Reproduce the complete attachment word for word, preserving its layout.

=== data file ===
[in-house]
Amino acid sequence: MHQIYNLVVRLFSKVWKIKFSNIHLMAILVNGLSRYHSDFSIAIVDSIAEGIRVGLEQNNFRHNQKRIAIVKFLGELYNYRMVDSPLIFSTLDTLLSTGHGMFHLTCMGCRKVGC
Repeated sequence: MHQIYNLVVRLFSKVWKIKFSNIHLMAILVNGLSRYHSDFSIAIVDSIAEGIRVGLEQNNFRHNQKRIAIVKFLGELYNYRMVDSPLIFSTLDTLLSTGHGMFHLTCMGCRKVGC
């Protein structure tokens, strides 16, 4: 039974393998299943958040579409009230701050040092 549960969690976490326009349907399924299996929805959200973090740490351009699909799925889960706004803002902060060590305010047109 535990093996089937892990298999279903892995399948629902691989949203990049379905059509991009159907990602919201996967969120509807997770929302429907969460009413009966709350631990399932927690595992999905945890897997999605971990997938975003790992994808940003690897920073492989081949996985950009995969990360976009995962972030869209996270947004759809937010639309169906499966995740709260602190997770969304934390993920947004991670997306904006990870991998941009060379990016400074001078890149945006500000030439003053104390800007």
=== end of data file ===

[in-house]
Amino acid sequence: MHQIYNLVVRLFSKVWKIKFSNIHLMAILVNGLSRYHSDFSIAIVDSIAEGIRVGLEQNNFRHNQKRIAIVKFLGELYNYRMVDSPLIFSTLDTLLSTGHGMFHLTCMGCRKVGC
Repeated sequence: MHQIYNLVVRLFSKVWKIKFSNIHLMAILVNGLSRYHSDFSIAIVDSIAEGIRVGLEQNNFRHNQKRIAIVKFLGELYNYRMVDSPLIFSTLDTLLSTGHGMFHLTCMGCRKVGC
């Protein structure tokens, strides 16, 4: 039974393998299943958040579409009230701050040092 549960969690976490326009349907399924299996929805959200973090740490351009699909799925889960706004803002902060060590305010047109 535990093996089937892990298999279903892995399948629902691989949203990049379905059509991009159907990602919201996967969120509807997770929302429907969460009413009966709350631990399932927690595992999905945890897997999605971990997938975003790992994808940003690897920073492989081949996985950009995969990360976009995962972030869209996270947004759809937010639309169906499966995740709260602190997770969304934390993920947004991670997306904006990870991998941009060379990016400074001078890149945006500000030439003053104390800007």